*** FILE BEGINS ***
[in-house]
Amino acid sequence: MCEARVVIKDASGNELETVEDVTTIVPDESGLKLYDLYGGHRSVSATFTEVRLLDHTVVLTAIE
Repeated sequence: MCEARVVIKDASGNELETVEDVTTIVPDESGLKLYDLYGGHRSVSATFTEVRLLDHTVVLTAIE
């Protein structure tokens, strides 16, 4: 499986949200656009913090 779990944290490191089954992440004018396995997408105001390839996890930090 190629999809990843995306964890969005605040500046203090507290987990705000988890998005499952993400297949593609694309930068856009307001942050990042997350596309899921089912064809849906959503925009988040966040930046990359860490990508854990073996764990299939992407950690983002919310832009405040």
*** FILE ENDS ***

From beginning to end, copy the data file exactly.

[in-house]
Amino acid sequence: MCEARVVIKDASGNELETVEDVTTIVPDESGLKLYDLYGGHRSVSATFTEVRLLDHTVVLTAIE
Repeated sequence: MCEARVVIKDASGNELETVEDVTTIVPDESGLKLYDLYGGHRSVSATFTEVRLLDHTVVLTAIE
């Protein structure tokens, strides 16, 4: 499986949200656009913090 779990944290490191089954992440004018396995997408105001390839996890930090 190629999809990843995306964890969005605040500046203090507290987990705000988890998005499952993400297949593609694309930068856009307001942050990042997350596309899921089912064809849906959503925009988040966040930046990359860490990508854990073996764990299939992407950690983002919310832009405040």